ONE QUESTION NO ONE NEEDS TO ASK ABOUT RALEIGH MASS SHOOTING: Public officials faced numerous questions last week in the immediate aftermath of the horrific mass shooting in Raleigh: Who was the perpetrator? Why did he do it? Exactly where and when did the killings take place? One question that seemed not worth bothering to ask, however, was this: How did it happen? Tragically and infuriatingly, we all already know the answer to that. In modern America, mass killing machines of the kind used in this instance – the shooter used some kind of long gun – are so incredibly abundant and easy to obtain that just about anyone and with a mind to get one and big enough to lift it can become a mass murderer with minimal effort. As the BBC reported last week, no other nation comes close to the U.S. in civilian gun ownership. Current estimates place the number of firearms in our country at 360 million, or 120.5 per 100 residents – nearly two-and-a-half times the rate of the runner-up country on the list, Yemen. The U.S. figure has grown by roughly 50% in just the last decade. And it appears the U.S. is home to more civilian-owned AR-15-style assault weapons (more than 20 million) than any other country has civilian-owned guns of any kind. While it’s at least conceivable that such a mountainous arsenal might be somewhat safely maintained through the enforcement of rigorous gun safety and education rules – particularly with respect to children and adults who demonstrate a propensity for violence – this is, of course, not how we roll. And as the Washington Post reminded its readers, North Carolina has no minimum age for possessing rifles or shotguns. Meanwhile, other research confirms that hundreds of thousands of mostly minimally trained North Carolina adults obtain and keep loaded, unlocked firearms in their homes, where children can access them. Mass shootings have now become a daily occurrence in our country. We have apparently decided to accept it as an inevitable part of life, as absurd as that sounds.

IGNORE PUTIN'S WORDS. HIS CRIMES IN UKRAINE SPEAK LOUDER: In a Thursday speech, Russian President Vladimir Putin’s voice dripped with resentment and grievance against Western liberal democracies. By his telling, Russia is fed up with being pushed around and is threatened by “neoliberals” and their “gay pride parades.” Besides, he said, “Unlike the West, we do not climb into someone else’s yard.” This is galling enough from the man who launched a war without cause against neighboring Ukraine. Far more lethal are the missiles Russia is using to drive Ukraine into a savage winter of blackouts and cold. Since Oct. 10, Russia has pummeled Ukraine’s electric power system with cruise missiles and Iranian drones. The utility Yasno said it has only about two-thirds of its normal capacity available because of the Russian strikes. The whole nation is being plunged into darkness. Russia’s onslaught is aimed at forcing Ukraine’s citizens to huddle in humiliation. We have little doubt they will emerge still more determined to fight back. Mr. Putin has repeatedly misjudged their fortitude. At the same time, recent weeks’ missile attacks should be widely denounced as war crimes, along with the civilian massacres and other atrocities Russian troops have carried out in this war. The 1949 Geneva Conventions and subsequent protocols prohibit making a civilian population an object of attack, launching indiscriminate attacks affecting civilians knowing they will cause excessive loss of life and injury, and extensive destruction of property not justified by military necessity and carried out unlawfully and wantonly. What Russia is doing is wanton and indiscriminate destruction. Mr. Putin and his many henchmen should be held accountable. Mr. Putin uses words as weapons. Knowing that his speech at Thursday’s Valdai International Discussion Club would bring headlines in open societies — those that do not censor speech, as Russia does — Mr. Putin reached for the hot buttons. “If the Western elites believe they can have their people and their societies embrace what I believe are strange and trendy ideas like dozens of genders or gay pride parades, so be it,” he sniffed. “Let them do as they please. But they certainly have no right to tell others to follow in their steps.” Mr. Putin has articulated these themes before. But reviving them just before the U.S. midterm elections is surely no accident; he wants to stir right-wing populism and encourage criticism of U.S. support for Ukraine. He is also no doubt seeking receptive ears in Europe and elsewhere among leaders who have hesitated to back Ukraine. Yes, his words are directed at the (gullible) GOP voters and politicians in America, and those people should be ashamed of that fact.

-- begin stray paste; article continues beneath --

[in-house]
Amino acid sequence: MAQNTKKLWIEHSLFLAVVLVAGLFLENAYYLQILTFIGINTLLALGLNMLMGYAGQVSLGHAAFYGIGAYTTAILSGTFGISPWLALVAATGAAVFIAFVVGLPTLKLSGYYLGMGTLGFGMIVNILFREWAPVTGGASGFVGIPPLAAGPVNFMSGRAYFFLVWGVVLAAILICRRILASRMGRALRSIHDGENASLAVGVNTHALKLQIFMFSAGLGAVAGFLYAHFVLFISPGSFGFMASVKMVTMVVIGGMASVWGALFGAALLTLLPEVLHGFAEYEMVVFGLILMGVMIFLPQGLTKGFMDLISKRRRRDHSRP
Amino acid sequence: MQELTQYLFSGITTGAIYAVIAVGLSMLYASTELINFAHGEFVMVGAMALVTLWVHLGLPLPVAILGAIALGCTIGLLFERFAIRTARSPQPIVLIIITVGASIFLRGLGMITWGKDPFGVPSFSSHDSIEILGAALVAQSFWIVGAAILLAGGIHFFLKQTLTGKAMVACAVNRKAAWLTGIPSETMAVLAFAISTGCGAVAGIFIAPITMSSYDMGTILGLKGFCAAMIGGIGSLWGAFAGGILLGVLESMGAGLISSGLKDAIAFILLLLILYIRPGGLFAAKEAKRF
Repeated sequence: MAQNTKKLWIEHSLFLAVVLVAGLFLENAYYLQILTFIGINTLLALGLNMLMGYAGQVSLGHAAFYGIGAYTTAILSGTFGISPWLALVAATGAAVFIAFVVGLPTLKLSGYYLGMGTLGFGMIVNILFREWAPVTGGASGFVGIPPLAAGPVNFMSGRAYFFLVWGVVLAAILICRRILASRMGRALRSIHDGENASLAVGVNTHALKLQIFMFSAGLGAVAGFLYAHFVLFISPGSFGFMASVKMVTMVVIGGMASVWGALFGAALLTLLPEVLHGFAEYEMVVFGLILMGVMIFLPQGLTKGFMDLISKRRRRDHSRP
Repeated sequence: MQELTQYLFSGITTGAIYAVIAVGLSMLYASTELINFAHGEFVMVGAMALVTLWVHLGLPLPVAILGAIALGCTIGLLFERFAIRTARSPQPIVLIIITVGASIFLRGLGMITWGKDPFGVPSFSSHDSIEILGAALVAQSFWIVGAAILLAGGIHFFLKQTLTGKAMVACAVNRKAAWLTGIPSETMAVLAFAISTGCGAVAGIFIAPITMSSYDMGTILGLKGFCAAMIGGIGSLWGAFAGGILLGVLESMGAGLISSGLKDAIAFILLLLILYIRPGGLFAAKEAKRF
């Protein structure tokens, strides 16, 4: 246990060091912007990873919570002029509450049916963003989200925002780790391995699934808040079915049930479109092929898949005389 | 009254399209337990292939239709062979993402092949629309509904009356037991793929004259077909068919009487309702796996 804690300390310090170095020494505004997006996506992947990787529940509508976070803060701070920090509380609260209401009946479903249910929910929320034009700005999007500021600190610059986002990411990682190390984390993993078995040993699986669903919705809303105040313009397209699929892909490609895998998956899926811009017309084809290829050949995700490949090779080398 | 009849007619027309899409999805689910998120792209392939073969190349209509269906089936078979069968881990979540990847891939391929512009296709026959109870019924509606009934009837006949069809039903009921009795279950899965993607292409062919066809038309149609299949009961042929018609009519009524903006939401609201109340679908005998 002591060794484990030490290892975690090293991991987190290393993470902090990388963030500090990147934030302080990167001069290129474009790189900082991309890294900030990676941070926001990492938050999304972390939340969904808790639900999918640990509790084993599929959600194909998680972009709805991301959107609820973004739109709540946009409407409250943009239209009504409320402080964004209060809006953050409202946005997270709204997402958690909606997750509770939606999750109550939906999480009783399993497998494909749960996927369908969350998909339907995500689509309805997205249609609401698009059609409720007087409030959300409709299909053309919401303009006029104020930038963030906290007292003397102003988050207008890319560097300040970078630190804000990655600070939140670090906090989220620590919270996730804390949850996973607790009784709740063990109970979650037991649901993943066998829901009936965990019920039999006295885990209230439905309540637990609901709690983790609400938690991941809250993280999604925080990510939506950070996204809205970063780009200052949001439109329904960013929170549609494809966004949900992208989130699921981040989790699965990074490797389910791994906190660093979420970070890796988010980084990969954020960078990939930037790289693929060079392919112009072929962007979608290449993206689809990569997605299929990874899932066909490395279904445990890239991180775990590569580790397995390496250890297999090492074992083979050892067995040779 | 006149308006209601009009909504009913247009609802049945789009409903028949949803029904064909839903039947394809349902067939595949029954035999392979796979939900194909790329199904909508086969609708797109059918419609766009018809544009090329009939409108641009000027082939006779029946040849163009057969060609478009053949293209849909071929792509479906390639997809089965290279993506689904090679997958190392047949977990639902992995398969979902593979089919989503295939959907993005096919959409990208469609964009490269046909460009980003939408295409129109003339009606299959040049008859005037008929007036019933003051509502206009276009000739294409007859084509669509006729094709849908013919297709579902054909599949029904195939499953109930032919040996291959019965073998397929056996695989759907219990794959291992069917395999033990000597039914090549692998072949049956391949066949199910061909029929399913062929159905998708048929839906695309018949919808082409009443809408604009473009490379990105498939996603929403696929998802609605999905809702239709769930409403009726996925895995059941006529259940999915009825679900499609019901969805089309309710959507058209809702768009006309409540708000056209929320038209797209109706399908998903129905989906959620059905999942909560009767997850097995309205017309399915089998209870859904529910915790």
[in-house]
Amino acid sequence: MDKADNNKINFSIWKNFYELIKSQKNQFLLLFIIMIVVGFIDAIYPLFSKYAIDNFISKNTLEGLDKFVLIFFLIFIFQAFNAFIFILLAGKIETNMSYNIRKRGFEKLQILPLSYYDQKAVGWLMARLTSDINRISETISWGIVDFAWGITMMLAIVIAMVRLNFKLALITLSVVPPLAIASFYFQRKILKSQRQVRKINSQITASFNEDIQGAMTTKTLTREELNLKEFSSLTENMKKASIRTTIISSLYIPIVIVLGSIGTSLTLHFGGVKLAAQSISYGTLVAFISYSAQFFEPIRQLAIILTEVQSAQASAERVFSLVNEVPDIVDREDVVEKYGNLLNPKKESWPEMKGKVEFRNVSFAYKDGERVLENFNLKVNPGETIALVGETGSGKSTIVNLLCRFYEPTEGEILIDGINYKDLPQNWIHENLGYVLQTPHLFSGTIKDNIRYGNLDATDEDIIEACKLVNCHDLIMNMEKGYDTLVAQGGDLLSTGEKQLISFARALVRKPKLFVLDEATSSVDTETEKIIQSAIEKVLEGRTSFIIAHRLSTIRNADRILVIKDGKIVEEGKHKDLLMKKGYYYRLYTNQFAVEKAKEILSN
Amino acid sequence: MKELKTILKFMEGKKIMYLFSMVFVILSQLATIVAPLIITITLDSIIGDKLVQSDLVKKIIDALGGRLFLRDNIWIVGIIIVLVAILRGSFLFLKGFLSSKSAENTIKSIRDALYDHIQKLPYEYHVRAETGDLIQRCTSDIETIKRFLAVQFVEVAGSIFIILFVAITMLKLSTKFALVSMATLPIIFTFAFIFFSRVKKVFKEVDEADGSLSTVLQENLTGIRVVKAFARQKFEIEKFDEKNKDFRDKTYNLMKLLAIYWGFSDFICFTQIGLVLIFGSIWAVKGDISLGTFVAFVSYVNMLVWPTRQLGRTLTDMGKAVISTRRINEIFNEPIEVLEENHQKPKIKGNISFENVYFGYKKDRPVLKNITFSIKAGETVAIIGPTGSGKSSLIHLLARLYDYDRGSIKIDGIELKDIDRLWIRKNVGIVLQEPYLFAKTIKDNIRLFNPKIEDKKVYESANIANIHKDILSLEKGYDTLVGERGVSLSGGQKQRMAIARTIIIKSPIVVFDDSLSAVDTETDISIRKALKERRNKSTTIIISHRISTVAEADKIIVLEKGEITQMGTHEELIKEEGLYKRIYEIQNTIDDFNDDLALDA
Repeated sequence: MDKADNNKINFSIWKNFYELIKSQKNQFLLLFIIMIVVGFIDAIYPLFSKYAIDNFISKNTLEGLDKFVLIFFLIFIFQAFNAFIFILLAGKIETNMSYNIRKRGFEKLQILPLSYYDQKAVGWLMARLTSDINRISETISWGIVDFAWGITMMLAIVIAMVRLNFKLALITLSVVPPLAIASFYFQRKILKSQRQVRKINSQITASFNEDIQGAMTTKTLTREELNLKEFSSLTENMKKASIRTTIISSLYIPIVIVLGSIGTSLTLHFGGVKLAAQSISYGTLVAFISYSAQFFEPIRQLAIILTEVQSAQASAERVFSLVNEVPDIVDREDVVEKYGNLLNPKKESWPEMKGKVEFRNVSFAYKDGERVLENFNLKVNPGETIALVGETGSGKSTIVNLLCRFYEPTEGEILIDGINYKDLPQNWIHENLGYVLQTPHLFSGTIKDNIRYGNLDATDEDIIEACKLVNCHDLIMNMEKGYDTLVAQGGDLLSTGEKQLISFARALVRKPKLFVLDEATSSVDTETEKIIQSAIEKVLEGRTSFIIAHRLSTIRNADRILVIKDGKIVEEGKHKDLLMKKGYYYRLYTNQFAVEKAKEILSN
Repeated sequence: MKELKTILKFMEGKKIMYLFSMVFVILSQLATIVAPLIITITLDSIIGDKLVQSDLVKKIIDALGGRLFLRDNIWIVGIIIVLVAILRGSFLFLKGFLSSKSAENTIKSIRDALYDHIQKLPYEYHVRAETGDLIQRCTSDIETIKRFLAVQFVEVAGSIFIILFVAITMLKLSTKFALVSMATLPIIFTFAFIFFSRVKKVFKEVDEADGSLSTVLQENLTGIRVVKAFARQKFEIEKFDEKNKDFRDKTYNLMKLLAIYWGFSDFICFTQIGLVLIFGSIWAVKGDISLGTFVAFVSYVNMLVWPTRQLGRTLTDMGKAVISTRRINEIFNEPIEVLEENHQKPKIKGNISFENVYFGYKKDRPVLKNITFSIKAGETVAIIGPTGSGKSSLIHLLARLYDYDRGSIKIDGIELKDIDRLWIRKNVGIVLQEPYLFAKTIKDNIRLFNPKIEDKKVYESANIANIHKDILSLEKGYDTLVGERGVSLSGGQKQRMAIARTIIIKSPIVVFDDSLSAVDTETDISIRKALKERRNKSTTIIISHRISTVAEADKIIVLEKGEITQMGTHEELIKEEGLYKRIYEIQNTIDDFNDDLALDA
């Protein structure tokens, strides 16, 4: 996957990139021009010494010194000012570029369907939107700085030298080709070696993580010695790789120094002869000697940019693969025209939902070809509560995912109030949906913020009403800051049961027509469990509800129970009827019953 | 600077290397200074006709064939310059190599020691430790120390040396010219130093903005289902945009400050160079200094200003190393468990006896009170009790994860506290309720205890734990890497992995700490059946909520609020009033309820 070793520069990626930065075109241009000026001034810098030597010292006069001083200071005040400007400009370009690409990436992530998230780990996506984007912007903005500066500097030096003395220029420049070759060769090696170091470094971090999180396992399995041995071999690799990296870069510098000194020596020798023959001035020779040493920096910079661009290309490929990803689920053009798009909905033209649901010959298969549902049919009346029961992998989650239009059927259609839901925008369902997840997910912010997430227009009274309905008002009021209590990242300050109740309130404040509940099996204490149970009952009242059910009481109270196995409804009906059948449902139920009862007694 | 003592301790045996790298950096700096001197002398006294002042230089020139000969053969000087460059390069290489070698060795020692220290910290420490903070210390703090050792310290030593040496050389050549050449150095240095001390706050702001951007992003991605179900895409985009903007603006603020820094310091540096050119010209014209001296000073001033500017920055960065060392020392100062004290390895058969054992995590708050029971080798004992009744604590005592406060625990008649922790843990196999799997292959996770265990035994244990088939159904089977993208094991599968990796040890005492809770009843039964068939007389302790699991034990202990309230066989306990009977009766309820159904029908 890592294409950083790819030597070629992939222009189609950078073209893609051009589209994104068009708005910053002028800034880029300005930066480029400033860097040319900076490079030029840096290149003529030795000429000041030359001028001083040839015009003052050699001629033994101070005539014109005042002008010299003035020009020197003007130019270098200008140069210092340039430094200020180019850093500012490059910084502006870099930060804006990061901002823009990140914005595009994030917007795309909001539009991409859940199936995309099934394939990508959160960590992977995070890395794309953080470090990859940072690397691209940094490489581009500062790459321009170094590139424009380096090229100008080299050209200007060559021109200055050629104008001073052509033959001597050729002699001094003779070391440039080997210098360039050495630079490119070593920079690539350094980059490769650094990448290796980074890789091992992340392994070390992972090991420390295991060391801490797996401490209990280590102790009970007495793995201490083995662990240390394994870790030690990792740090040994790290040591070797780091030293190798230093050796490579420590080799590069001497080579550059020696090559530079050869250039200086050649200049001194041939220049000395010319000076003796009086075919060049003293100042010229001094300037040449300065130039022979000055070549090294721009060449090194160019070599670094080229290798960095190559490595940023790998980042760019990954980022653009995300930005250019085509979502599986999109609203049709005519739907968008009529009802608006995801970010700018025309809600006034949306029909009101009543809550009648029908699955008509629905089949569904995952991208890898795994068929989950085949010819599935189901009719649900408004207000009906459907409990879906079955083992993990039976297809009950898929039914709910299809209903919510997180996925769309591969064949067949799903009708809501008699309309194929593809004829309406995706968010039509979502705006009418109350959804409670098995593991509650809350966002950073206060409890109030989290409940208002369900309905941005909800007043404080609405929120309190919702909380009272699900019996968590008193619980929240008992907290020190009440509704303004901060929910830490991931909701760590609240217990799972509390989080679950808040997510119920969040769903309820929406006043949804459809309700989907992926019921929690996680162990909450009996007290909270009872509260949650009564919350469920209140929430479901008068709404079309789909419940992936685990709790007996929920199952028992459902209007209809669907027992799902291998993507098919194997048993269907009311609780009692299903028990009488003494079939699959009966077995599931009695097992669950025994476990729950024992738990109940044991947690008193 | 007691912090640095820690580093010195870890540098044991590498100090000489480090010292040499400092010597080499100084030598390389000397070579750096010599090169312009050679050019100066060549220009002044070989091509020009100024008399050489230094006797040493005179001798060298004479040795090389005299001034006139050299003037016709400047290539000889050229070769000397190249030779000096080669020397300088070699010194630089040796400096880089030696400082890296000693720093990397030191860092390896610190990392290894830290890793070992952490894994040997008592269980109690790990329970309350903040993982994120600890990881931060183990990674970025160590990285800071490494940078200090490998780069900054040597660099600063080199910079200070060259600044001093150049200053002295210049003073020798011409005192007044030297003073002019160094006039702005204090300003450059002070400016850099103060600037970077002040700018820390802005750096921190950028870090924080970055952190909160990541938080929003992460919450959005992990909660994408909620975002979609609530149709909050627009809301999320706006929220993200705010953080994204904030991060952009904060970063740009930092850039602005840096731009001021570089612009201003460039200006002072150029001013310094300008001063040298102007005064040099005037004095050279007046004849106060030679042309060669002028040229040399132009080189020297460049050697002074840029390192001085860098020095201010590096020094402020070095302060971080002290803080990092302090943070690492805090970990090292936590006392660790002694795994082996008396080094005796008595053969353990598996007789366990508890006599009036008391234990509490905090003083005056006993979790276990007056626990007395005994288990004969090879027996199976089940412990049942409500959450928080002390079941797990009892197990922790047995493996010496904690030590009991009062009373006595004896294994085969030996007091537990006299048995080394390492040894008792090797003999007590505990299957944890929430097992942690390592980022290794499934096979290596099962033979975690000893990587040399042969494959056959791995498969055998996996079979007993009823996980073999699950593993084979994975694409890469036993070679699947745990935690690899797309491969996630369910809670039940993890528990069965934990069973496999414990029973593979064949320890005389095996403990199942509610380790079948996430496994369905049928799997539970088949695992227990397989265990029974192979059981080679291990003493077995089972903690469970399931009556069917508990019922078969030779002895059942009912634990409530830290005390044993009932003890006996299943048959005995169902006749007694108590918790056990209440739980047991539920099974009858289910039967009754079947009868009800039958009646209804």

TRACY NASH: WALK THIS TRAIL WITH ME: On Oct. 7, Greensboro became part of the National Votes for Women Trail, with the dedication of a historic marker on the grounds of the Old Guilford County Courthouse, honoring Gertrude Weil and the founding of the North Carolina League of Women Voters. After the National Collaborative for Women’s History Sites created an online, virtual “Votes for Women Trail,” the William G. Pomeroy Foundation partnered with them to erect a physical trail of markers (250 in total) in all 50 states. Each marker recognizes the historically significant people, places or things instrumental to women gaining the right to vote, finally, in 1920, with the ratification of the 19th Amendment. On Oct. 7, 1920, Gertrude Weil, a leading figure in the North Carolina suffrage story, and president of the Equal Suffrage Association of N.C. (ESANC), gathered more than 100 women at the then-new Guilford County Courthouse, at which time the ESANC was dissolved and its successor, the N.C. League of Women Voters, was formed to educate women on how to: register to vote, choose a political party, learn about candidates and vote. One hundred twenty thousand women were registered in time for the November 1920 presidential election. She wasn't just a suffragette, she also worked fiercely to overcome racism in North Carolina. Way ahead of her time.